Special Needs Inclusion Strategies – Movable Visual Schedules (and Thoughts for Small Churches)
Occasionally a church leader will tell me “Amy, our church is small. We don’t have the resources and capabilities needed to set up a special needs ministry.” I get it. Not every church can offer a full service ministry that involves multiple special needs classrooms, parent support groups, and respite events. However, every church can successfully include children with special needs.
Liberty Hill General Baptist Church in Dexter, Missouri is the perfect example of such a church. On any given Sunday the total attendance of this rural congregation is around 300 (this includes all attending adults and children). The Church sits between a bean field and a wheat field. The church does not have a named special needs ministry. They don’t offer parent support groups. And they aren’t set up to host regular respite events. But if you were to walk the halls of the children’s ministry this coming Sunday morning, you could expect to find nine children with a range of special needs, all being successfully included in their respective classes.
Many of you have seen the popular post on this blog describing the Transitions Box that the children’s pastor at Liberty Hill set up for one child with autism. Over the past couple of years this church has one by one added ministry participants with special needs as well as new strategies to successfully include those children.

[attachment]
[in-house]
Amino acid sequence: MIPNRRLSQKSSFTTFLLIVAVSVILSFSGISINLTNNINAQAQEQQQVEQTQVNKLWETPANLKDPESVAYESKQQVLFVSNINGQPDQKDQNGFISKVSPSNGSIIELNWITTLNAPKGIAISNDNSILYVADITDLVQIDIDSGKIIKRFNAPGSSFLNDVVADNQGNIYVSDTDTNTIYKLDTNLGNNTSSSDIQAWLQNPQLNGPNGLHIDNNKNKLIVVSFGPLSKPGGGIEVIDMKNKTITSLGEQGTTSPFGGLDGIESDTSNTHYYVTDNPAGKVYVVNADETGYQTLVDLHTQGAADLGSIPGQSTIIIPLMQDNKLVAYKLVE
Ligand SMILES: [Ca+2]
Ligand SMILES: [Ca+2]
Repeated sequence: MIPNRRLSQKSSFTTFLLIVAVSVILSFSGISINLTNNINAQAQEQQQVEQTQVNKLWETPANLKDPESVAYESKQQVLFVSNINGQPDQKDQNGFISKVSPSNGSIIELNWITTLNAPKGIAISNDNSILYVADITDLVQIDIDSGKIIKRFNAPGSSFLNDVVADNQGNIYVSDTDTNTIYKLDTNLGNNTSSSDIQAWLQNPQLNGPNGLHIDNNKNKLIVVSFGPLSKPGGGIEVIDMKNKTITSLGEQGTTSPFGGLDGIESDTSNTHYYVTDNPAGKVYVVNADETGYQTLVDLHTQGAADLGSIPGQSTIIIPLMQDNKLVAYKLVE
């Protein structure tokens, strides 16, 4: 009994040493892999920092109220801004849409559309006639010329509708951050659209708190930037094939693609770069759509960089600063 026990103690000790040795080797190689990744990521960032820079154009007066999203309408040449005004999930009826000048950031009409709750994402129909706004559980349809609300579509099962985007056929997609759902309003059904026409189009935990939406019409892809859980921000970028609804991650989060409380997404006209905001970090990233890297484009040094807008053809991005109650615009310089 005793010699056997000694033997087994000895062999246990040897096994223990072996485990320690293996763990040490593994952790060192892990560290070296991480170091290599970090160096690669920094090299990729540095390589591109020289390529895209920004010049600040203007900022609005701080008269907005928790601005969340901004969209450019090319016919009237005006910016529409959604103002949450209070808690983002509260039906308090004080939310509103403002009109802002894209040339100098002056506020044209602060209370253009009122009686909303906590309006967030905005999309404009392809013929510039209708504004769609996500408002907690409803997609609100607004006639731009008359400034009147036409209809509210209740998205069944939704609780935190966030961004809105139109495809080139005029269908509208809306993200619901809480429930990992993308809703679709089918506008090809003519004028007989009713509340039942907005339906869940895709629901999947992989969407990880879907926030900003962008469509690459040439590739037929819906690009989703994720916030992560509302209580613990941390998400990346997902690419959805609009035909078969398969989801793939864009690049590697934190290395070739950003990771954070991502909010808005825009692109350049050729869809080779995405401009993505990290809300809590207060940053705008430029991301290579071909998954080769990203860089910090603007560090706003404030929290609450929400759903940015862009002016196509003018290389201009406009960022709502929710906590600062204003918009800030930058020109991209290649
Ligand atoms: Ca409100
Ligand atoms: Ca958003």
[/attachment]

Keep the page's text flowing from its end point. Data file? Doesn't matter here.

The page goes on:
This past week Cheryl Parrish, the Children’s Ministry Director for Liberty Hill, caught up with me to talk about some new tools the church is using to better include kids with special needs. With the new Sunday school year one of the changes being implemented is having visual schedules posted in every classroom. Volunteers are currently receiving training on using the schedules and their importance. Shown at the top of this post is the movable visual schedule that Parrish created for small groups that travel from one environment to another. These schedules are also used with children who rotate through stations inside their classroom. The schedules shown above are affixed to the back of a 12” ruler.
You may notice the schedule marker with a “?” in the above picture. Because many groups change stations, centers, and featured activities each week, the question mark symbol can work for many things. Belinda Worley, MS-SLP-CCC, a speech pathologist working with the children’s ministry, suggested using the symbol for a schedule place holder. Worley explained that the children just needed to know that “something” was coming next…before snack, before music, before going home etc. Knowing the exact details of the upcoming activity is often less important than knowing the order of the events. Parrish shares that the movable schedules will be especially helpful for the church’s VBS, where children rotate from station to station.
Visual Schedule Template: Liberty Hill General Baptist – Portable schedules
For another ministry environment visual schedule, see Teaching Children with Autism – The Tangibles
We’d love to see your special needs inclusion tips. What strategies are you implementing this year to better include kids with learning differences?
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